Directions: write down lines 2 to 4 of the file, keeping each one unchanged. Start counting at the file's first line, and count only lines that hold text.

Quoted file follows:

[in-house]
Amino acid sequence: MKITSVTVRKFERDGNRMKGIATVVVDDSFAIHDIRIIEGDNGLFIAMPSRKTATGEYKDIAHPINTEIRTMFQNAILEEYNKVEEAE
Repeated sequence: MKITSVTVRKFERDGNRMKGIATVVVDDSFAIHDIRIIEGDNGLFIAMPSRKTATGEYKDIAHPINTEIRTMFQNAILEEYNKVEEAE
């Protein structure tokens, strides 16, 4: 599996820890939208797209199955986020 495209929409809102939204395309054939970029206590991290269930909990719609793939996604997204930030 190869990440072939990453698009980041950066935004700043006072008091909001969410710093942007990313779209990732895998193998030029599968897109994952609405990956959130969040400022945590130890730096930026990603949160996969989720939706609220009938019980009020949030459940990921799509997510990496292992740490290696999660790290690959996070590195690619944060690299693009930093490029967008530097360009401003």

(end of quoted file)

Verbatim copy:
Amino acid sequence: MKITSVTVRKFERDGNRMKGIATVVVDDSFAIHDIRIIEGDNGLFIAMPSRKTATGEYKDIAHPINTEIRTMFQNAILEEYNKVEEAE
Repeated sequence: MKITSVTVRKFERDGNRMKGIATVVVDDSFAIHDIRIIEGDNGLFIAMPSRKTATGEYKDIAHPINTEIRTMFQNAILEEYNKVEEAE
């Protein structure tokens, strides 16, 4: 599996820890939208797209199955986020 495209929409809102939204395309054939970029206590991290269930909990719609793939996604997204930030 190869990440072939990453698009980041950066935004700043006072008091909001969410710093942007990313779209990732895998193998030029599968897109994952609405990956959130969040400022945590130890730096930026990603949160996969989720939706609220009938019980009020949030459940990921799509997510990496292992740490290696999660790290690959996070590195690619944060690299693009930093490029967008530097360009401003």